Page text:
Tracy: It's been 20 years since Chrysler introduced the Town & Country - an upscale version of the highly successful Dodge Caravan and Plymouth Voyager. These 3 minivans have rung up more than 12 million sales since then. Hi, I'm Tracy.
Jeff: And I'm Jeff, bringing you AutoTrader's new-car review of the 2011 Town & Country minivan.
Tracy: Even a long-time star like the Town and Country can benefit from fresh makeup. So, this year's model gets a new front fascia with projector-style fog lights.
Jeff: Plus curved rear glass, and a rear spoiler for better airflow. Also LED tail lights, and a chrome light bar.
Tracy: Up top is a new "Stow 'n Place" roof rack that folds into the side rails when not in use. That improves aerodynamics, which of course helps fuel economy.
Jeff: And although the actual miles per gallon stay the same at 17 city, 25 highway, the new 3.6-liter "Pentastar" V6 makes 32 more horsepower than Chrysler's previous 4 liter V6 - total output is now 283 hp.
Tracy: Let's look inside.
Jeff: There's a ton of space in here. And easy to get to, with dual power sliding doors. The second-row seats fold for quick access to the rear bench with almost 33 inches of legroom. In fact, this 7-passenger interior has between 156 and 163-1/2 cubic feet of volume, depending on how it's configured.
Tracy: The often imitated "Stow and Go" seating setup back here has been upgraded with larger and more comfortable second-row seats. And they also have a new function - A fold down feature that operates with just one touch.
Jeff: Both the Nappa leather and faux wood trim are good quality. Very convincing. I also like this new instrument panel. The design is really clean and easy to read.
You've got optional buttons for cruise control, audio system, and Bluetooth. Bluetooth also works off of your voice commands.
The center stack carries the air-conditioning controls and vents, and is topped by a traditional analog clock.
Or you can have the available "Super Center" with a large storage bin for front and 2nd-row passengers. This comes with integrated power outlets, and a pass-through space about large enough for a lady's purse.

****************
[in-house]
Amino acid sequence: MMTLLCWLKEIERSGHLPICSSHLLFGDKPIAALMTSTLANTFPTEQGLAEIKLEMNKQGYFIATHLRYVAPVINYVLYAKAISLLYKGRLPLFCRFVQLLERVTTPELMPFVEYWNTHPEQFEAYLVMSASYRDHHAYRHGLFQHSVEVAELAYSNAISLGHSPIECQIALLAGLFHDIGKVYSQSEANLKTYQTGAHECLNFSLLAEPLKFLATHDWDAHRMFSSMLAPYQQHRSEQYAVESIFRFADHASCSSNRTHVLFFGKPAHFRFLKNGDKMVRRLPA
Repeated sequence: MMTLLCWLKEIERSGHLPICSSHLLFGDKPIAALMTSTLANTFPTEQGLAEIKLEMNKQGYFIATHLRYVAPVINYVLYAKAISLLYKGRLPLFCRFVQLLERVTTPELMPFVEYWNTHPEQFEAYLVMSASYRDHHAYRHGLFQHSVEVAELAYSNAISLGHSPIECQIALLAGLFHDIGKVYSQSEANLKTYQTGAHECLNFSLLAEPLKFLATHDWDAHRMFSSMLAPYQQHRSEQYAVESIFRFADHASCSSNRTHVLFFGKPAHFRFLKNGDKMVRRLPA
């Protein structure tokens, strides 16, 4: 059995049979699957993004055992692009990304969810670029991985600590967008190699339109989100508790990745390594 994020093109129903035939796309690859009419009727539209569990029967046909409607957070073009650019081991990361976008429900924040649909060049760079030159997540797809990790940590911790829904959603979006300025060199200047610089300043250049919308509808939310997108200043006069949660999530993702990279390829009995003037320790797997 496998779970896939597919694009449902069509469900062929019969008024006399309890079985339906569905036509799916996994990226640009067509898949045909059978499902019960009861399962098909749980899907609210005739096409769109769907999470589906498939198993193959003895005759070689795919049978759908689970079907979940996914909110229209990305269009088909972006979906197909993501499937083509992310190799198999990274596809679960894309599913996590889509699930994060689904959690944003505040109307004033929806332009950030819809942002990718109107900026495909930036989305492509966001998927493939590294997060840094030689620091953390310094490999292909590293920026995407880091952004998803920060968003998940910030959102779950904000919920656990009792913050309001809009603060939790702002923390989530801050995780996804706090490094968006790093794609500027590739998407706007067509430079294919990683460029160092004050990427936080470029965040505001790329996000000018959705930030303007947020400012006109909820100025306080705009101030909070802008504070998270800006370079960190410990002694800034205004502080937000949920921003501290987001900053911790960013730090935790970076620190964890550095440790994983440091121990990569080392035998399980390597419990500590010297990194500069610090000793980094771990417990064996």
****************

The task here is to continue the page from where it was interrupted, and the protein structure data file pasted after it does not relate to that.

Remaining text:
Tracy: Don't forget the optional Uconnect system that gives you voice-activated navigation, multi-media, and cell-phone operation. It's not nearly as robust as Ford's Sync system but Uconnect does work well and is easy to use.
Jeff: Plus there's an optional web feature that transforms your Town and Country into a regular wi-fi hot spot however there is a monthly fee and getting this feature means your dealer will have to install some equipment.
Tracy: I think it's time for a ride.
Tracy: This is nice - fun to drive in spite of its size. The steering is firm and accurate, and there's plenty of power from this new V6.
Jeff: Quiet, too - almost no noise or flexing.
Tracy: There's a "Safety-Tec" package that comes with blind-spot warning, stability control, parking sensors, a rear-view TV, and more. That adds up to extra confidence when you're driving a mini-van.
Tracy: How about price?
Jeff: There are 3 models of the Town and Country. The "Touring" version, starting at $30,160. The "Touring L," at $32,160, and the "Limited" for $38,660. You can option up a top-of-the-line "Limited" to include the Uconnect media center, the DVD entertainment system, and a power sunroof for a total of about $43,000.
Tracy: Still not bad for all that you get? Know what I think?
Tracy: I think Chrysler means to re-gain the title of bestselling minivan that it lost to the Honda Odyssey, last year. And this is just the minvan to do it! I'm Tracy.
Jeff: And I'm Jeff.
Tracy: Thanks for watching AutoTrader's new-car review and test drive of the 2011 Chrysler Town & Country - Right here on AutoTrader, the Ultimate Automotive Marketplace.